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Wednesday, January 2, 2013

The True Meaning of Charity (Part 2)


I felt that this background information about my past is important in order for one to better understand the other side. That is, the side of the one “supposedly needing charity”. For, unfortunately, while, rightly or wrongly, many praise the efforts of those who help a particular cause, it’s often the case that those who are “in need of help” remain hidden or even distorted to pull at the heartstrings of potential alms giver. And while the media may attempt to reach out to the people that are facing difficult life circumstances, the lives of such people is often misconstrued to fit into the idea that these situations arise only out of misfortune and society appears to have had no part of the play in maintaining a state of inequality or poverty.


As a disabled person, I can speak of my experiences as a disabled person. At the same time, while I share my experience of disability with many other disabled people, my experience is also unique and individual. Not every disabled person may have had the same experience of a boyhood which included a conflict between the ideal of a mind persistently contradicted by for what was, for many, an abnormal body. These are the thoughts and feelings that resurface every time I am witness to manifestations of so-called “charity”. But, on reflecting on my life experiences, I realise that our modern conceptions of “Charity” have seldom to do with the idea of charity as it was originally intended.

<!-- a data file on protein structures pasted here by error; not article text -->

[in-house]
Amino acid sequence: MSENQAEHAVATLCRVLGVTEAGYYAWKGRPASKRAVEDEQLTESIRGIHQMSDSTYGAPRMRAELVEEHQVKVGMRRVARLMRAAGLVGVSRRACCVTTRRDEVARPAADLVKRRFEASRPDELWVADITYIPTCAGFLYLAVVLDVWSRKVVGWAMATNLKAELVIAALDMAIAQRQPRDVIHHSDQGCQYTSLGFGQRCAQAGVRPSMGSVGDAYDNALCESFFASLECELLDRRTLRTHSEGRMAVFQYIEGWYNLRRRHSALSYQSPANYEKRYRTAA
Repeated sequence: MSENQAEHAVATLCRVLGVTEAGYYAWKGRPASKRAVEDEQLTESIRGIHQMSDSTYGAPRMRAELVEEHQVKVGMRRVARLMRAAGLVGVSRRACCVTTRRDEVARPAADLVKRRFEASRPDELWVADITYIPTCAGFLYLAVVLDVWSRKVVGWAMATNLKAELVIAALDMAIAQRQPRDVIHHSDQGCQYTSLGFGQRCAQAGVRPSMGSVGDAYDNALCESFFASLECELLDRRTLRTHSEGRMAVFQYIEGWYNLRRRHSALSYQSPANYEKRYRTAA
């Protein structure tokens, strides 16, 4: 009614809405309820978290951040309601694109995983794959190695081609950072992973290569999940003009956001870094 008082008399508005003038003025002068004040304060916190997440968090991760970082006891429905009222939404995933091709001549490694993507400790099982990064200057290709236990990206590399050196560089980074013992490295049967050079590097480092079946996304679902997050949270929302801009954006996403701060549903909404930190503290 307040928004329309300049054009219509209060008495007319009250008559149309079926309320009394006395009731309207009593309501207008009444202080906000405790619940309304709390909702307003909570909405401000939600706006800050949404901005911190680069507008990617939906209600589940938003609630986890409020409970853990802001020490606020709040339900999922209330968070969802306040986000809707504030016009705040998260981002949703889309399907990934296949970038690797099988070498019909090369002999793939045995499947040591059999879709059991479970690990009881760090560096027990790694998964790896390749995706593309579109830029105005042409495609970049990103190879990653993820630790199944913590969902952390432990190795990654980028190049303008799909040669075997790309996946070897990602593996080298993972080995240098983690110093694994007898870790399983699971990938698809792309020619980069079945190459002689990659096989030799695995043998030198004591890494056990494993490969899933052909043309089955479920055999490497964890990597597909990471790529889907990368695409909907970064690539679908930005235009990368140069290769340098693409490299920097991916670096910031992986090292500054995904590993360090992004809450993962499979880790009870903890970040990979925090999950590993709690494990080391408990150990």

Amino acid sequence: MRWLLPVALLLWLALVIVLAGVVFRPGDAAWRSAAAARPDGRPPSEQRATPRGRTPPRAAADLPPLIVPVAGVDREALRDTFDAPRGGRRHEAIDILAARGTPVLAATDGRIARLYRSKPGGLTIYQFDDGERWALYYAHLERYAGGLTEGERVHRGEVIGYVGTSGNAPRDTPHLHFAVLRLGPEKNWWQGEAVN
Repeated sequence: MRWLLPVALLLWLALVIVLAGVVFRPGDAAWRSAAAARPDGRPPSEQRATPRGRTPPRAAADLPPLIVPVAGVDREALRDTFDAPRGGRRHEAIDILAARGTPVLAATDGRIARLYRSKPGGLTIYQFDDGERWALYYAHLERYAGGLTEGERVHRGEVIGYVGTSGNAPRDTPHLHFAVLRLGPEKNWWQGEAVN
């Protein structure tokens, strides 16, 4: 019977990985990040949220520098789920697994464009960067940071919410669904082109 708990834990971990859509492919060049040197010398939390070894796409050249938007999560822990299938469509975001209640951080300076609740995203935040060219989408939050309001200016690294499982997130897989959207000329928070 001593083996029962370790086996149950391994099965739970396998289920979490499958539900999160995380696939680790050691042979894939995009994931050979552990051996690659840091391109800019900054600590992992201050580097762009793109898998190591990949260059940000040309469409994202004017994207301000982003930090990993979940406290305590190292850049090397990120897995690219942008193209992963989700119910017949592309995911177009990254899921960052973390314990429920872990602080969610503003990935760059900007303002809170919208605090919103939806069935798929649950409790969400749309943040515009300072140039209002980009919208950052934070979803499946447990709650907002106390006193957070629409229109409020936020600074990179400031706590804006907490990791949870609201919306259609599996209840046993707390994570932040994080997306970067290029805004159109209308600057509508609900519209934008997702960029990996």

In fact, what “”charity” has come to mean today is a market exchange where people can calm their consciences by exchanging money instead of bothering to look at others (deemed less fortunate) as equals. In this, modern “charity” is diametrically opposed to the original meaning of a charity that doesn’t seek for its own self. Don’t get me wrong, money is an important element that can help people get out of difficult situations and live a better quality of life they deserve. However, what I have an  issue with is the intention behind the modern constructions of charity. Indeed, those society judges in need of charity are, in many cases, put across as undesirables, broken or wretched and “lives not worth living”..



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